THE EDGE: The Browns still have a lot of talent and enough to play for to let that talent prevail. BROWNS, 24-14.


Before I get into specifics, I have a stat. In the Super Bowl era, every team that has started 0-10, when they get their first win and go on the road the following week, they lose. 0-9. No team has ever got their first win after an 0-10 start and gone on the road to win their second in a row.

I think the Bengals have something going with their run game. I think they've got something going with their defense. I think Cleveland is kind of a mess. I think there's a big question with Baker. I think he'll play, but clearly he won't be himself. He's struggled when he's been healthy. I just think everything lines up for the Bengals to make this a close game.

I think it's going to be one of those old-fashioned AFC North December games where the run games are going to kind of dictate it and that's scary for the Bengals because we know about their run defense. The Browns have two really good running backs, but they run it up the middle a lot. The last team that did that against the Bengals was Seattle. Everybody else is trying to attack them on the edge. Seattle is the only one that really tried to run it down their throats and the Bengals stood up to that. If that's the tact the Browns take I think the Bengals can hold them in check and keep it a low-scoring game.

THE EDGE: The Browns' playoff hopes are hanging by a thread and if it goes bad early you know what Cleveland fans are, they could turn on them. I think the Bengals have some momentum with that win last week with Andy coming back especially. Now John Ross coming back will be a big boost for a passing game that's had no vertical threat all year. I think everything kind of points to the Bengals. BENGALS, 17-16


The Bengals have some momentum. Baker might not be fully healthy and he's struggled turning it over as it is. This might be a chance for the Bengals to get some of those turnovers they've been talking about. They should also be helped by the return of John Ross and, like Bengals running back Joe Mixon was saying this week, that helps the running game because Cleveland can't stack the box against him knowing they have to account for Ross' speed. Even if he doesn't play a lot of snaps, Ross will still be a factor.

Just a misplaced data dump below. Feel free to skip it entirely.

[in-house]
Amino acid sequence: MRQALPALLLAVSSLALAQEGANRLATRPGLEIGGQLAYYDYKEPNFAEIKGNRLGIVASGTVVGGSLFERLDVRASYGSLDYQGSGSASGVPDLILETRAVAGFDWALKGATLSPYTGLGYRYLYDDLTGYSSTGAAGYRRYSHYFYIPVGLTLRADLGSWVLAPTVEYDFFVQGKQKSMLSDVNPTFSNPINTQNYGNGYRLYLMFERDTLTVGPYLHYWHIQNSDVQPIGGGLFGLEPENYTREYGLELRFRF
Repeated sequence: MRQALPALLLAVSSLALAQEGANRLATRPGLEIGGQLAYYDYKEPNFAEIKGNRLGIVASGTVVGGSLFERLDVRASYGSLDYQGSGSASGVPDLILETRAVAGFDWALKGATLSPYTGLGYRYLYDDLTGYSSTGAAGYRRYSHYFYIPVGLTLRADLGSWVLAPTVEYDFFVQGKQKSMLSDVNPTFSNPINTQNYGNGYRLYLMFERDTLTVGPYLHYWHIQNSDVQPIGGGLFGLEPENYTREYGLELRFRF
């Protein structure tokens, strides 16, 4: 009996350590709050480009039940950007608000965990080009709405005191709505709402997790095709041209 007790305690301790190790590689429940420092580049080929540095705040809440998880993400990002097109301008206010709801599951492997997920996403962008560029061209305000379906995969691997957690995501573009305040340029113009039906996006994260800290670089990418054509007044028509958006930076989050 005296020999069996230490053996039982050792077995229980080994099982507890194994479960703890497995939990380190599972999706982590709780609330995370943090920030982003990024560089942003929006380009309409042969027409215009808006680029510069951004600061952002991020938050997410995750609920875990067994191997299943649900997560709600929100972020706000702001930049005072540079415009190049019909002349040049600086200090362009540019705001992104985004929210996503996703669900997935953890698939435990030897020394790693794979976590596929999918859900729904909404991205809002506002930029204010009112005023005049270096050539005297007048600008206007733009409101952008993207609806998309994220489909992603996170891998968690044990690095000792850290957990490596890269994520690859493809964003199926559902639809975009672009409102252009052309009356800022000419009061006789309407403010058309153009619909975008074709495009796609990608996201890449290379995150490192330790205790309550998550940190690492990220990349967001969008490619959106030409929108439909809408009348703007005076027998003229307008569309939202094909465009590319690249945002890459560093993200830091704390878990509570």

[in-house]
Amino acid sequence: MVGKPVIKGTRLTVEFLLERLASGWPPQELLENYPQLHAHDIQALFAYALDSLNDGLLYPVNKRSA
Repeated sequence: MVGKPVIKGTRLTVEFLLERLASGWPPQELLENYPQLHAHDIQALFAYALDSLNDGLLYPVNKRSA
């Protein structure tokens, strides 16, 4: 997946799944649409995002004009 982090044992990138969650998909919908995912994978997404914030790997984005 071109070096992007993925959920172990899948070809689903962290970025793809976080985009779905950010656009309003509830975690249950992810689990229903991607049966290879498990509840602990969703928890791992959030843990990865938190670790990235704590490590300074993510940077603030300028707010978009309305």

The Browns just haven't done what people thought they would with the weapons they have. I think they could be doing a lot more with wide receivers Odell Beckham, Jr., and Jarvis Landry. Nick Chubb has really stepped up and led their running game and a lot of the running yards the Bengals have given up have been against really good quarterbacks, so I think this is the best test they're going to face as far as a good running back. But they're doing better against the run and it just seems like they're on the upswing right now.

THE EDGE: The Bengals have the momentum. I've got my dad's Browns' negativity in my head, too. BENGALS, 21-13


This thing is all about the Bengals stopping the Browns running backs, NFL leading rusher Nick Chubb and versatile Kareem Hunt. Cincy lost the one guy it couldn't lose on Friday when right end Sam Hubbard (knee) was ruled out. The Bengals have been much better against the run the past few weeks because their five D-lineman package has been good on first and second down. Now without Hubbard, there's a question if they can even use it.

Hubbard's backup, Carl Lawson, is primarily a pass rusher, so we'll see what comes out of defensive coordinator Lou Anarumo's bag of tricks on the early downs. And Anarumo has been terrific lately drawing it up in the dirt, as left end Carlos Dunlap says. By the way, Anarumo's line about five-star guys needing to play like five-star guys really applies Sunday to Dunlap and Geno Atkins up front without Hubbard.

The Browns offensive line hasn't exactly been bowling people over. The tackles, Greg Robinson on the left and Chris Hubbard on the right, have combined to allow 51 pressures and are ranked 50th or below on the run, according to, while their line is tied for 20th when it comes to allowing sacks per pass. That's the matchup that matters and let's see if Browns head coach Freddie Kitchens spreads out the Bengals with Hubbard out and challenge them on the edge like people did earlier in the season.

On offense for the Bengals the return of John Ross is huge, dovetailing nicely with the absence of Browns leading sacker Myles Garrett. Just getting Ross to line up 20 to 25 times at wide receiver should loosen things up in the box. The Browns' numbers are better stopping the pass than the run and cornerback Denzel Ward is a nice player. But multiple receivers can test rookie cornerback Greedy Williams and they'd like to keep the ball out of the middle, where Pro Bowl MIKE Joe Schobert is coming off a month he led the NFL with four interceptions and became the first backer in 14 years to have at least two picks in back-to-back games. Talk about a game Zac Taylor needs to get his play-action going. And the Browns are 26th stopping yards per rush.

You wonder about the loss of Brandon Wilson to the Bengals special teams unit ranked No. 1. Not only was he leading the league in kick returns, but he led them in special teams tackles with six and two of the Browns' most reliable players have been rookie punter Jamie Gillan (one fewer punts inside the 20 than the Bengals' red-hot Kevin Huber) and rookie kicker Austin Seibert with just three misses on field goals.

But this also seems to be a game of minds, too. The Browns are coming off an exhausting stretch with the Steelers that led to them being ridiculed nationally after the first game against Pittsburgh and then virtually knocked them out of the playoffs after the loss last week in Pittsburgh in the second game. Where are they mentally? And this is where one of Bengals radio analyst Dave Lapham's big keys of the game comes in. The Browns have the most penalty yards in the league, the Bengals the fewest.

This may not be a game that figures on paper, but in the head.